The answer, like most when it comes to pregnancy, is a straight-forward, definite, yes-but-no. It is absolutely true that the Vena Cava is a vital vein for both mom and baby during pregnancy, and that it is essential for getting blood to baby but also for ensuring that mom is getting proper circulation, especially to the legs. There is no denying that the Vena Cava is important. However. The doctors at Mommy Docs have stated that there is little evidence that back sleeping during pregnancy causes any damage, especially in the first two trimesters when baby is far too small and light to put enough pressure on the Vena Cava that it would become blocked. Also, because a woman sleeping too long on her back is likely to become short of breath, you would probably wake up long before you did any damage to your baby. It is important to always listen to your body and to change position if you need to.
With that said, it is worth noting that while back sleeping is probably not the worst thing you can do while pregnant, it still does carry risks, and sleeping on your left side is still the recommended position for pregnancy, and especially for late pregnancy. If, for whatever reason, you didn’t wake up after sleeping on your back for too long, there is a chance that you or the baby could suffer harm.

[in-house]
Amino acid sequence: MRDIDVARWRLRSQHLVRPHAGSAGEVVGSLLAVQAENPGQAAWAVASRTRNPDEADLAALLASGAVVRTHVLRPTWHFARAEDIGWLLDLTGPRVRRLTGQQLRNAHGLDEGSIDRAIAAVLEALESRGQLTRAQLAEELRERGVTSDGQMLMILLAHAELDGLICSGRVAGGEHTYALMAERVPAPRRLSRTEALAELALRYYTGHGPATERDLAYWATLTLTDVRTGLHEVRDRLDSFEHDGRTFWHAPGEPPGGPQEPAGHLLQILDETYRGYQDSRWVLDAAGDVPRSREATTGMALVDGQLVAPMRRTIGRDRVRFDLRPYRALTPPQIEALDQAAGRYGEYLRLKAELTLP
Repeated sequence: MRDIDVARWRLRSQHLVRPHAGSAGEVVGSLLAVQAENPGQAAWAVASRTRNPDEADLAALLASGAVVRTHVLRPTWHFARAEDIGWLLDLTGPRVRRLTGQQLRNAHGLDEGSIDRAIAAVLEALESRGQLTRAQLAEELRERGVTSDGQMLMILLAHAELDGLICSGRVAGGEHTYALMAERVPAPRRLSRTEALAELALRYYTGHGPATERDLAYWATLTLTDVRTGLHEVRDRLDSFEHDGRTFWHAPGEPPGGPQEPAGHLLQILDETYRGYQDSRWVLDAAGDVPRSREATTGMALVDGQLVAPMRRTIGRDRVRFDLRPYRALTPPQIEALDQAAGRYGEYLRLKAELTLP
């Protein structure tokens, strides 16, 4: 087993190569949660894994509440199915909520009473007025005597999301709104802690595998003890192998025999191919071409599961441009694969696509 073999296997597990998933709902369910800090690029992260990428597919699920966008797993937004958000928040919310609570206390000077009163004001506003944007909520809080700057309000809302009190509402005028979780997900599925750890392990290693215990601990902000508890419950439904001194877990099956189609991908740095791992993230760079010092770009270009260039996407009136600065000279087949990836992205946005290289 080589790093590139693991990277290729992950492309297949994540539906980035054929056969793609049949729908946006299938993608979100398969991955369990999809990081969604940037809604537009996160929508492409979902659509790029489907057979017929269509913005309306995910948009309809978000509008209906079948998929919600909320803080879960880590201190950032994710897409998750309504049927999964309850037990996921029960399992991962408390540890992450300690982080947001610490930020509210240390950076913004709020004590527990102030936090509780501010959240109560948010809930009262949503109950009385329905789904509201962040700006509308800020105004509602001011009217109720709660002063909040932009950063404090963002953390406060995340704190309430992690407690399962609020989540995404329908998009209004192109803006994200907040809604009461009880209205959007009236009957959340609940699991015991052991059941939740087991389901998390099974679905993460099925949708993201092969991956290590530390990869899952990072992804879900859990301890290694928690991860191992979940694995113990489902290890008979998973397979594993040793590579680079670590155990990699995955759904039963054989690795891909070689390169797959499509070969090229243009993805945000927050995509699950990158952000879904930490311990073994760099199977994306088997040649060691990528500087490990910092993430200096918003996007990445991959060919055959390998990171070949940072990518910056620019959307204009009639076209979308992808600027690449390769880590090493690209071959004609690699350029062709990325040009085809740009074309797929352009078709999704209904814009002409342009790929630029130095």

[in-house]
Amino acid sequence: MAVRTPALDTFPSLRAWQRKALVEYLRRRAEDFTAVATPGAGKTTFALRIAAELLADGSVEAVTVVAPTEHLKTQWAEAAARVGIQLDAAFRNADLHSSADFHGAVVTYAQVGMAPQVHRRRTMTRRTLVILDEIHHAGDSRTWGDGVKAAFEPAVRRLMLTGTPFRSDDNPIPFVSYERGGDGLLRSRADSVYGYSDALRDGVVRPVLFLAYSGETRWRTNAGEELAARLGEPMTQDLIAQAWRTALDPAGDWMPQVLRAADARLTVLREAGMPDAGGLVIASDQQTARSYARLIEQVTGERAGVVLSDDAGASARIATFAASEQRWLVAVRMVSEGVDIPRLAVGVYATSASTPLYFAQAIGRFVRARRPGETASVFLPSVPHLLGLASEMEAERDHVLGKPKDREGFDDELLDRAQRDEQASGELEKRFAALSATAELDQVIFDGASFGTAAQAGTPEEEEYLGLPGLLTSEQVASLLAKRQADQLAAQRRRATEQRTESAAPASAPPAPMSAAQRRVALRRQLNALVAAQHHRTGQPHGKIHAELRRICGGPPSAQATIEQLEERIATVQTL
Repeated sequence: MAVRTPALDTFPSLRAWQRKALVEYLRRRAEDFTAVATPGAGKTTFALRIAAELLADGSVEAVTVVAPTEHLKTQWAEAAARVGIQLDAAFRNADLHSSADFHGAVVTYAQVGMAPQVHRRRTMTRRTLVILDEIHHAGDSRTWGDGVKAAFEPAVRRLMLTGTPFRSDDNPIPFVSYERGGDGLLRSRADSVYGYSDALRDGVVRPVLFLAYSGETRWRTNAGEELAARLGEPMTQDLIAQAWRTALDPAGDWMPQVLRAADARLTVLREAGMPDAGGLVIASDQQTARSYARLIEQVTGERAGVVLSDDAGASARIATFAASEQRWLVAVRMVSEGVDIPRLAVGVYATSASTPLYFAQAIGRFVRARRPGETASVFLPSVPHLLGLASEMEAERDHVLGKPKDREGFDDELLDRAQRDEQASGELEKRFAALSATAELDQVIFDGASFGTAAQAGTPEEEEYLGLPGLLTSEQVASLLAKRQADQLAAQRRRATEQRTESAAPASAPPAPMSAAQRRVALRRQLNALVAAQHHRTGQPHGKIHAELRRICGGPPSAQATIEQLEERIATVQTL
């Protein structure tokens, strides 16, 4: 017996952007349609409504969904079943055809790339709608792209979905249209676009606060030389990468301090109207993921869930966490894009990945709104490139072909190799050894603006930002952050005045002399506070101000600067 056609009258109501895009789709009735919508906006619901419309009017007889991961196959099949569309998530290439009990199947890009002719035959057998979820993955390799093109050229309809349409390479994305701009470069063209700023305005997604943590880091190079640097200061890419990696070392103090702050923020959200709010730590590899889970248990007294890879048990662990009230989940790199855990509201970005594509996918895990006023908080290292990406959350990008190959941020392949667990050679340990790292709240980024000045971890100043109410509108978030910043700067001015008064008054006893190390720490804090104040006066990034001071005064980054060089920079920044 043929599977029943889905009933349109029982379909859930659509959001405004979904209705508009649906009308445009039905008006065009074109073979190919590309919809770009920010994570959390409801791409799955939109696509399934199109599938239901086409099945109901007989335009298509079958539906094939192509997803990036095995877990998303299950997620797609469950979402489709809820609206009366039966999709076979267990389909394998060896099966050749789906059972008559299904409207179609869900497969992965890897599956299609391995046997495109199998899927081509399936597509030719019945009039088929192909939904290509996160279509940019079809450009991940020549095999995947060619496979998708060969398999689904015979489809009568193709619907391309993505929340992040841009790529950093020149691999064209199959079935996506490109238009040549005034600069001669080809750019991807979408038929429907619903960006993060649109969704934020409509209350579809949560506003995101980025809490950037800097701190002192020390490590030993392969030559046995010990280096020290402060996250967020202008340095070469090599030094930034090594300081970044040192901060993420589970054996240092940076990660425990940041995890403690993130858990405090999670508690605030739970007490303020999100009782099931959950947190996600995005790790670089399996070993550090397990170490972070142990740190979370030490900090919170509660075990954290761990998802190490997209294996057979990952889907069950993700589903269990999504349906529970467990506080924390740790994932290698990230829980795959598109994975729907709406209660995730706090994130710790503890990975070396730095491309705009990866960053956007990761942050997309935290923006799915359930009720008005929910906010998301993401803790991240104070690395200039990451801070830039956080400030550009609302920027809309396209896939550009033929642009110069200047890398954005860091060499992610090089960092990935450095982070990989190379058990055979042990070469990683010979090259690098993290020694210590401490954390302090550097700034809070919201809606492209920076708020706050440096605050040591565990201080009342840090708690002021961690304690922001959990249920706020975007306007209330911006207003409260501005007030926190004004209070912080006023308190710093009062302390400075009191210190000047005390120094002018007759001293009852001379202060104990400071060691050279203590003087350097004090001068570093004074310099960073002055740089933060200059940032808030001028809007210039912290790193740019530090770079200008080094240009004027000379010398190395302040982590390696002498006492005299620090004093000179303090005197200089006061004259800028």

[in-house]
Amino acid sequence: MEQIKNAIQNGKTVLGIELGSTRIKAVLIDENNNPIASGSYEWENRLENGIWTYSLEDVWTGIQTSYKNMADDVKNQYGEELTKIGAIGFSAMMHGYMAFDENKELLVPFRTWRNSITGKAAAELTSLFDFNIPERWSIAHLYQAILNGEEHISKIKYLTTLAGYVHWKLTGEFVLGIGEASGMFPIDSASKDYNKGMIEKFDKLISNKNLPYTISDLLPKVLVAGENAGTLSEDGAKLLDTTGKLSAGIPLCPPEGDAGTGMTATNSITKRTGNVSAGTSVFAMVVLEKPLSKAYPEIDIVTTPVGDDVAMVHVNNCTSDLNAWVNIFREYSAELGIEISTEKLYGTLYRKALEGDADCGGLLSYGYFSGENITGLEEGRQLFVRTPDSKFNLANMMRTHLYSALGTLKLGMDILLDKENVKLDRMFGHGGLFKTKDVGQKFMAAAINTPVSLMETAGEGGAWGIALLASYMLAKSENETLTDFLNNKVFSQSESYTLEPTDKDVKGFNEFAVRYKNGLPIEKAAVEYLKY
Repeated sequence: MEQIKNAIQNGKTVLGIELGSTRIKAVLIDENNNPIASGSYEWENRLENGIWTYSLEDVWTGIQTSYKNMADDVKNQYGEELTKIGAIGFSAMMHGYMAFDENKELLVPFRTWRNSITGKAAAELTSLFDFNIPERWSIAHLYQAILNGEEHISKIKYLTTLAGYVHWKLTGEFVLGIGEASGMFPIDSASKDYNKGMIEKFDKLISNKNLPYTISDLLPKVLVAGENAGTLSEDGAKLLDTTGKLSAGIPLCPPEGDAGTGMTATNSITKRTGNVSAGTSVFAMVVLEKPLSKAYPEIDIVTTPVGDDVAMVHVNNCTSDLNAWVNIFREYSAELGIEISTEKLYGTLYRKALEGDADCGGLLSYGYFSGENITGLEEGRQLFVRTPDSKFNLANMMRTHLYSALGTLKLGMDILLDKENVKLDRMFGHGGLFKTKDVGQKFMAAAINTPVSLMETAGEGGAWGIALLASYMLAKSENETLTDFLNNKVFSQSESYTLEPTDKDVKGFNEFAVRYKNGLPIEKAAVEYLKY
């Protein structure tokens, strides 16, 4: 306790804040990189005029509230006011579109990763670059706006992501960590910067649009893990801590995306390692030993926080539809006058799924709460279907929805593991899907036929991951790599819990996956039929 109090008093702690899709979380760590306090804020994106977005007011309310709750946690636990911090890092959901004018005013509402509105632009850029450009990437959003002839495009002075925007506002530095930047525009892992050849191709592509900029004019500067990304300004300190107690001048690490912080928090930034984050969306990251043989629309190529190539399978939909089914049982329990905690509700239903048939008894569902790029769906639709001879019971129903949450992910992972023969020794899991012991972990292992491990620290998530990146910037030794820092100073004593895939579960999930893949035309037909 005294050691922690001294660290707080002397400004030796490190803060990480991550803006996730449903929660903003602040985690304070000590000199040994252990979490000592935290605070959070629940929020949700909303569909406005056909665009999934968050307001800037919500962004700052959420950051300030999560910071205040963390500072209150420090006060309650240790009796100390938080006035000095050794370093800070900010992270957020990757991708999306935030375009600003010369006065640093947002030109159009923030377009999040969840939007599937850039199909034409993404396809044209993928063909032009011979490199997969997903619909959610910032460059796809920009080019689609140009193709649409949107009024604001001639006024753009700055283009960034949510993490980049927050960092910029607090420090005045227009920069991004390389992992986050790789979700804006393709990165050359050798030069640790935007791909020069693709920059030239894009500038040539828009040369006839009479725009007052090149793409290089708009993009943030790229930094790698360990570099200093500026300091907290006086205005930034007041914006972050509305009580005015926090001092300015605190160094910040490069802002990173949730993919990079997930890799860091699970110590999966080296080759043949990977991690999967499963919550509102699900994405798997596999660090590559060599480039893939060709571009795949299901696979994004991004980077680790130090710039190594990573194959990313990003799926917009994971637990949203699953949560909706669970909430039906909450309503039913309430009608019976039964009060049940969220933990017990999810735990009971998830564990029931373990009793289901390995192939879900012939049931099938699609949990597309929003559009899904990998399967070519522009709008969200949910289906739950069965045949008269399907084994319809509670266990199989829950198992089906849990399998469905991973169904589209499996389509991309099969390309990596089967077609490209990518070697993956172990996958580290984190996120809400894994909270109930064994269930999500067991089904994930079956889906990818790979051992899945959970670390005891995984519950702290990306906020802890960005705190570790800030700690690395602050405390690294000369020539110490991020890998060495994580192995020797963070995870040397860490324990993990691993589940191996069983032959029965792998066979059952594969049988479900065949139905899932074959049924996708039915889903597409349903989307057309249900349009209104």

It is also worth noting that, dangerous or not, back sleeping will become increasingly less comfortable as your belly grows. No one wants to sleep with a watermelon pressing on their spine, and that is essentially what it is to sleep on your back in the third trimester. So even if it isn’t as dangerous as it has been made out to be, finding an alternate seep position is not probably a bad idea.
What you can do
First, relax. A nap on the couch or waking up after rolling onto your back are not terrible things, or the end of the world. You have not done permanent damage if you find that you have slept prone for an hour or two, so take a breath, realize that you and baby are almost certainly fine, rearrange yourself, and go back to sleep. In early pregnancy, if the only way you can sleep is on your back, sleep on your back without fear or doing any kind of permanent damage.